Visit Arkansas

Indian Rock House at Fairfield Bay

Indian Rock House at Fairfield Bay

Winter is the perfect time to explore the natural stone shelters where native Arkansans once lived

Most Viewed

  • Pork barrel included more than $40,000 for ozone therapy shipped from NWA to Benton

    Blogger Russ Racop uncovers another curious bit of spending of the pork barrel money known as the General Improvement Fund: Shipment of more than $40,000 from Northwest Arkansas legislators' allotment to a little-known outfit in Saline County that promotes an alternative medicine known as ozone therapy. Familiar legislative names were involved.
  • Google says: It's Lee's Birthday in Arkansas

    Several people have been shocked in checking to see whether a business or government office was open today and found, along with normal hours, a statement that hours might vary because it is Robert E. Lee's birthday in Arkansas and hours might differ. No mention of Martin Luther King Jr.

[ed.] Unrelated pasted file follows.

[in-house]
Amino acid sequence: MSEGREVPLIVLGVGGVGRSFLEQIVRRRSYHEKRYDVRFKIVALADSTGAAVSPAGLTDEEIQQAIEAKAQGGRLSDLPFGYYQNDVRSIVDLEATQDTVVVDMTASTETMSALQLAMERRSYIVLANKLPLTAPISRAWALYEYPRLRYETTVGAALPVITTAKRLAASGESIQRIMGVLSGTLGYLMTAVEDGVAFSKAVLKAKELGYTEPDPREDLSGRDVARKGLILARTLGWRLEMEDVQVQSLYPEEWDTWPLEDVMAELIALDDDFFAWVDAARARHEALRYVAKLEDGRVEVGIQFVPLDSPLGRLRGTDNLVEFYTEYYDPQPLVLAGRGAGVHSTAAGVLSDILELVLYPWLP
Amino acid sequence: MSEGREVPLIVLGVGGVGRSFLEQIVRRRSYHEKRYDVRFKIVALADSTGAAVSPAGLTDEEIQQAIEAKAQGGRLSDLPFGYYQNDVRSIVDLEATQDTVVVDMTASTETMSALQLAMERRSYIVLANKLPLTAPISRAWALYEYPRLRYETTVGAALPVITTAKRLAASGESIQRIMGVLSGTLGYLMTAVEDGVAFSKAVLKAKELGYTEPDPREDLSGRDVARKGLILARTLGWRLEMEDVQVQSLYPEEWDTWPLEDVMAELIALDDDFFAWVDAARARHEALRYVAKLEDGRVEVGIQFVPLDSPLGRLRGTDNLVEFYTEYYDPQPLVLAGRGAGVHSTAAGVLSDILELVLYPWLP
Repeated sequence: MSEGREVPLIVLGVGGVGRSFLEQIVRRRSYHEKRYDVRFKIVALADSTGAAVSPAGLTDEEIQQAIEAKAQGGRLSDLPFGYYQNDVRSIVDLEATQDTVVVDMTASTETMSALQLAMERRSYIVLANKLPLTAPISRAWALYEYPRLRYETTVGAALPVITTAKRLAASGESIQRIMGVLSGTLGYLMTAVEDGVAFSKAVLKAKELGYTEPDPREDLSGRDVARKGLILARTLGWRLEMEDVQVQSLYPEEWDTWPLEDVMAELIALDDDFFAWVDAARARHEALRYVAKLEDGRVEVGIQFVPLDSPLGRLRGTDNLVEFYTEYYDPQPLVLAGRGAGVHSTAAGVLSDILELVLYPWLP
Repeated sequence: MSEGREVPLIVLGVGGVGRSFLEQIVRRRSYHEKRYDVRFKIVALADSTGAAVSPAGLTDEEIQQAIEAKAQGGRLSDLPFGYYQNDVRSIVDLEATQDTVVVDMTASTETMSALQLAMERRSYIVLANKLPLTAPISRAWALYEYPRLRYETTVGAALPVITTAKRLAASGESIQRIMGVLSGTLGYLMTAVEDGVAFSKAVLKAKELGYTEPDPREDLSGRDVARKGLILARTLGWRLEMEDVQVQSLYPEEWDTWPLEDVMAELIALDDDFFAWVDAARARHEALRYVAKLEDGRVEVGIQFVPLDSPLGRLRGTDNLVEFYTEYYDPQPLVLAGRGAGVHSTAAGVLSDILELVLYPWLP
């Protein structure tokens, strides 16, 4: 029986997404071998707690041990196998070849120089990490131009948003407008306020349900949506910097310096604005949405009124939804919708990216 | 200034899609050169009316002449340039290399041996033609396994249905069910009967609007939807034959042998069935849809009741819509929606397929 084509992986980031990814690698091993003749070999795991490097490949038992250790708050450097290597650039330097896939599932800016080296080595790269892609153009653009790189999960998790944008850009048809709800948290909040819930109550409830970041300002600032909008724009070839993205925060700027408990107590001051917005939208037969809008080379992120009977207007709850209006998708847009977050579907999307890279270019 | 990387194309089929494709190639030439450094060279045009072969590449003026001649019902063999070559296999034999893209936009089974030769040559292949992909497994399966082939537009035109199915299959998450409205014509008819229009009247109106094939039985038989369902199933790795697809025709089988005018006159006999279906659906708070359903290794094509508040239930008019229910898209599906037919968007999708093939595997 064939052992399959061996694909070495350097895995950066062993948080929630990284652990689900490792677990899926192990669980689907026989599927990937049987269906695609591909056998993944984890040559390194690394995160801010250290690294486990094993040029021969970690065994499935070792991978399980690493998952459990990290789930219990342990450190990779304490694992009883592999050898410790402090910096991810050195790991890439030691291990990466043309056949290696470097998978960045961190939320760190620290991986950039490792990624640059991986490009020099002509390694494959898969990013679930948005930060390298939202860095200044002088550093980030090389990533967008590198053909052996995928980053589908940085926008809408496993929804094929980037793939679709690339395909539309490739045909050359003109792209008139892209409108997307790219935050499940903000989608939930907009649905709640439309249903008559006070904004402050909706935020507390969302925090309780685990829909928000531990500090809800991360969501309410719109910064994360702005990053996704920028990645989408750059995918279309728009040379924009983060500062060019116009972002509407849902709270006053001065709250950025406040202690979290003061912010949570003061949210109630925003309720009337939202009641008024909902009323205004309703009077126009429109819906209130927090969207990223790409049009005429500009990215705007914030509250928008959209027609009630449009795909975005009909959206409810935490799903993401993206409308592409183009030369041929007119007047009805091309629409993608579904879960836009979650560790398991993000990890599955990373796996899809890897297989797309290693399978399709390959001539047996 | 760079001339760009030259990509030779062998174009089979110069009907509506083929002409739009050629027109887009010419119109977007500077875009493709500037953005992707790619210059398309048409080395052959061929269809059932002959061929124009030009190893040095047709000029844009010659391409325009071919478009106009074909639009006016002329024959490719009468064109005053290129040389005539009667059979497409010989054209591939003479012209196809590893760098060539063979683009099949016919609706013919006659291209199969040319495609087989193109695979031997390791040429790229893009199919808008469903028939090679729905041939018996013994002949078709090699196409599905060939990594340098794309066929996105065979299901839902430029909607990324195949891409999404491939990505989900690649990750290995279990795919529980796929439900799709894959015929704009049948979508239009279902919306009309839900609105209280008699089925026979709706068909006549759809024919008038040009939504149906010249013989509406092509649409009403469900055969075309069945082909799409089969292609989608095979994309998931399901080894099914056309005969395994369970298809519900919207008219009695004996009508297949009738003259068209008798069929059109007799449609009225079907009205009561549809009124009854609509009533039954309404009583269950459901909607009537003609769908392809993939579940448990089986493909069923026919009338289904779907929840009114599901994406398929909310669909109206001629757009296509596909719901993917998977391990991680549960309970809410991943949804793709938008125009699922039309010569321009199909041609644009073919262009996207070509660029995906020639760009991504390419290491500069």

• Save my health care. Just don't call it Obamacare

    A reporter for the Toronto Star visited Arkansas to illustrate the irony, to use a kind word, that abounds in the rush by Republicans to repeal Obamacare.
  • North Little Rock defends the Jerry Jones gift to cops, but ...

    North Little Rock has filed its formal defense of the expensive gift of an outing to a Dallas Cowboy football game to North Little Rock cops. But questions remain.
  • Goodson draws home staters for appeal in class action case

    John Goodson, the Texarkana lawyer, has a Feb. 7 date with the 8th U.S. Circuit Court of Appeals to argue that he shouldn't have been disciplined by federal District Judge P.K. Holmes for switching a class action case against an insurance company out of federal court into a state court that speedily approved a settlement.

Most Recent Comments

Blogroll

 

© 2017 Arkansas Times | 201 East Markham, Suite 200, Little Rock, AR 72201
Powered by Foundation